What part of the history you described captured your imagination most and what motivated you to share this story with a readership?

I have long denied to myself that I was one of those tens of thousands of Dutch people who were working on a book. It was not until I got so much new material and even stories about missing occupants surfaced, that I realized I needed to share this knowledge. Various publishers shared that opinion. Most appealing was contacting the veterans or their families and fitting in the information I received from or about them. By taking the Horsa glider as a point of view and by describing the people in Arnhem before their deployment, the reader does not know what happens to an individual person during the fighting. Who will survive, who will be injured or taken prisoner of war. That is different in many other books.

Two veterans of the 13 Platoon are reunited.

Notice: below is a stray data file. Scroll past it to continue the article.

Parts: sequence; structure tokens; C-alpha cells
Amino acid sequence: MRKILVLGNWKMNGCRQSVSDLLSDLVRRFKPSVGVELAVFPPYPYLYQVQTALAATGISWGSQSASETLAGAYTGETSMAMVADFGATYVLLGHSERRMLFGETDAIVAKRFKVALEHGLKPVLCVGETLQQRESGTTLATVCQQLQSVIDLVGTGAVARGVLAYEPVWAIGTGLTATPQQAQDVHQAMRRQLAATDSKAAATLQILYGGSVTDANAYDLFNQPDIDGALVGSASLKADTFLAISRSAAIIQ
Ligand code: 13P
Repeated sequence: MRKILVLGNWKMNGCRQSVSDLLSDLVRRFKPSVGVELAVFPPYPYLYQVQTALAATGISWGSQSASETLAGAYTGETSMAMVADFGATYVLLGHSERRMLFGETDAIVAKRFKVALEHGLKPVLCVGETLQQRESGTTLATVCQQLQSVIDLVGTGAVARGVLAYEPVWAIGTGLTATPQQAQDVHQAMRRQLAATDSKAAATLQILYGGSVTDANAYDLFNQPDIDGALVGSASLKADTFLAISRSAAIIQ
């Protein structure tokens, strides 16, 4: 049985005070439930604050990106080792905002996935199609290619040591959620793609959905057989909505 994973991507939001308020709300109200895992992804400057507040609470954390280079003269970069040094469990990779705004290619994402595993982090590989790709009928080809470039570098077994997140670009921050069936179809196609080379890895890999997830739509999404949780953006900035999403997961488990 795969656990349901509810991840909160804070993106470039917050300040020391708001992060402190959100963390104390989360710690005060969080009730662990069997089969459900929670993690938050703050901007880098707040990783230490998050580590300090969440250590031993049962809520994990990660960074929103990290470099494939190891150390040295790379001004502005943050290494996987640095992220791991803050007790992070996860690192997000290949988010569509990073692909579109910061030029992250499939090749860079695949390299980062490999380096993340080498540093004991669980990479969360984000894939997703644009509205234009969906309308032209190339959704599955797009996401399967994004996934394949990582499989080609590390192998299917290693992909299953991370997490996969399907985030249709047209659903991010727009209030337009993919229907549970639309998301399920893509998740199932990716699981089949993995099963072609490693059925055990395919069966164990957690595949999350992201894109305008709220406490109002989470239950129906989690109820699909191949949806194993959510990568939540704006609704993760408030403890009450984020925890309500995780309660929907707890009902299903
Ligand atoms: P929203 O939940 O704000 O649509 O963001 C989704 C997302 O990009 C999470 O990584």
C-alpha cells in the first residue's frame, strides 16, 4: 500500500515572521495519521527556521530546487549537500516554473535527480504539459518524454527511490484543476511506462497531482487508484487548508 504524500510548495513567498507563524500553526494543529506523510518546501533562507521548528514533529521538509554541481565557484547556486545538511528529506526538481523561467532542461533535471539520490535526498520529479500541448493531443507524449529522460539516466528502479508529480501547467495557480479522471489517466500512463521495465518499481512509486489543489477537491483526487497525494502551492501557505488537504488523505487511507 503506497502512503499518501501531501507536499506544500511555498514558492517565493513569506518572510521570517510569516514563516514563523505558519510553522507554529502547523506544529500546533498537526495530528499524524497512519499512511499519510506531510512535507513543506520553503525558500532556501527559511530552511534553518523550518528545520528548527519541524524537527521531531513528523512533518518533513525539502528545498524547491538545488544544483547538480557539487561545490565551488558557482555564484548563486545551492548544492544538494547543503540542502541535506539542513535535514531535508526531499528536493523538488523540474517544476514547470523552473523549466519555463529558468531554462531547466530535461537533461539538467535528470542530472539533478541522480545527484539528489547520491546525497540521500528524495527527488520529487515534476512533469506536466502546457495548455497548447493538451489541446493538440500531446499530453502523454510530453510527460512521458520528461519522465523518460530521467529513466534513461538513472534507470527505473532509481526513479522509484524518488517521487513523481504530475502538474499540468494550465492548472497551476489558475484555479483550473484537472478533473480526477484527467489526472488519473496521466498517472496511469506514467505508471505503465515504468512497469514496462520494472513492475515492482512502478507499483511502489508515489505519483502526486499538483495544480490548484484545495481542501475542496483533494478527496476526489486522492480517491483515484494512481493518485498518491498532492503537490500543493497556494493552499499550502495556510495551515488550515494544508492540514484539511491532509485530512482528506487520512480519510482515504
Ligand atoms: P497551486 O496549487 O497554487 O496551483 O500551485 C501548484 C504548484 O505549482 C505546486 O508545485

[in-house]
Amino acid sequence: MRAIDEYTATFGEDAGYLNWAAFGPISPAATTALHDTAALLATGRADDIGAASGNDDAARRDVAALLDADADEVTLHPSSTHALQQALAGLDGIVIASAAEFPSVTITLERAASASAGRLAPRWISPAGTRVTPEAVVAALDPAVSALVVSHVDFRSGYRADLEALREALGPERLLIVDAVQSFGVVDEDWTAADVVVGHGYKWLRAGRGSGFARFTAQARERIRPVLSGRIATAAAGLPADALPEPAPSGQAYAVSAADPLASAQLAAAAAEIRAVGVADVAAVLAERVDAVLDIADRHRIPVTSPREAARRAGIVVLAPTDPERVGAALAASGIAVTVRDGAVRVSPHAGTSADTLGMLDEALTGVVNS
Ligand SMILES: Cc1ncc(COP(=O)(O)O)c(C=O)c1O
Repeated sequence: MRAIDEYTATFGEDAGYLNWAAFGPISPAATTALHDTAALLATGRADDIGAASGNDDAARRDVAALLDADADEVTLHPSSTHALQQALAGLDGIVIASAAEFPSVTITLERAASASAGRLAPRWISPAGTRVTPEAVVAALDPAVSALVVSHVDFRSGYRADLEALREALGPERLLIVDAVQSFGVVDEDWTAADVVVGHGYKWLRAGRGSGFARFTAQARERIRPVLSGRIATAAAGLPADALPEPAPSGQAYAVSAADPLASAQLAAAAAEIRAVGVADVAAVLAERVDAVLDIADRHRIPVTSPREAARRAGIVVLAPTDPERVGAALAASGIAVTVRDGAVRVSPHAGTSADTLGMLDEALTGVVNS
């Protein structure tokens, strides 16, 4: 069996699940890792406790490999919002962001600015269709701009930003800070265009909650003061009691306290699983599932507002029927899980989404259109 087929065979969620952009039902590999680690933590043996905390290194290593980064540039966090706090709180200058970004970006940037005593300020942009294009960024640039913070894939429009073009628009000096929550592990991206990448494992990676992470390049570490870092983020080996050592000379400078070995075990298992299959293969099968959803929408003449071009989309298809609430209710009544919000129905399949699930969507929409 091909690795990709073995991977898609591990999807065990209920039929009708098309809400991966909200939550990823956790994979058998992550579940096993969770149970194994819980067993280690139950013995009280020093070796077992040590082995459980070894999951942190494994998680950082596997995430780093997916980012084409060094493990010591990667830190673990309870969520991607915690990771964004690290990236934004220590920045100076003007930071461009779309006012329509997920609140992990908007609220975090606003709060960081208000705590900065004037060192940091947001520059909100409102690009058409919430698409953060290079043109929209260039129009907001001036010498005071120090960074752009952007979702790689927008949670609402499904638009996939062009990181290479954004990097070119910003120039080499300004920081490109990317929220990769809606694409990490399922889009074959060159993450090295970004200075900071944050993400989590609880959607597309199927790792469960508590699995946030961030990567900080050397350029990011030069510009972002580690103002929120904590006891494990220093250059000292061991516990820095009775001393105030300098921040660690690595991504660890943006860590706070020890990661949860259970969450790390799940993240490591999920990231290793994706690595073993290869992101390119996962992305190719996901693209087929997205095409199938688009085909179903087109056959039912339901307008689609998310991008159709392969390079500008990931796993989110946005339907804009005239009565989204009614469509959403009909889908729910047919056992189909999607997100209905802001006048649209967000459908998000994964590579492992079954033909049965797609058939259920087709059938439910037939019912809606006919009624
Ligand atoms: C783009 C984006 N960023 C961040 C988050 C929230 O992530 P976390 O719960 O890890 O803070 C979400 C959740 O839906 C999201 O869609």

Is 'The Thirteenth Platoon / No Return Flight' the first book you published? Are you already researching a new book, or will it stop there?

Yes, The Thirteenth Platoon, published in English as No Return Flight, is my first book. Both versions have quite a long history as new facts keep popping up and readers' interest in this history around the world continues to grow. At this time I am not working on a book, but as an independent journalist, I write on a professional basis for newsletters and trade journal articles. That becomes clear when you enter my name in Google.

Tip: There is a TV interview with Glider Pilot Morley Williams on YouTube. The link to it is included in the second English edition of September 2019, the most complete and current version of the book. The Dutch version is the oldest, from 2004. It is only offered by a reseller, without me as a writer noticing anything about it. If you want a signed copy of the radically renewed edition, you can contact me via Facebook and Messenger. For small groups such as reading clubs and the like, I regularly do guided tours of the book.

No Return Flight
13 Platoon at Arnhem 1944
ISBN: 9789059118812
More information about this book
Bestel nu bij Bol.com
No Return Flight

Used source(s)

  • Source: Haks Walburgh Schmidt / TracesOfWar
  • Published on: 12-09-2020 14:22:46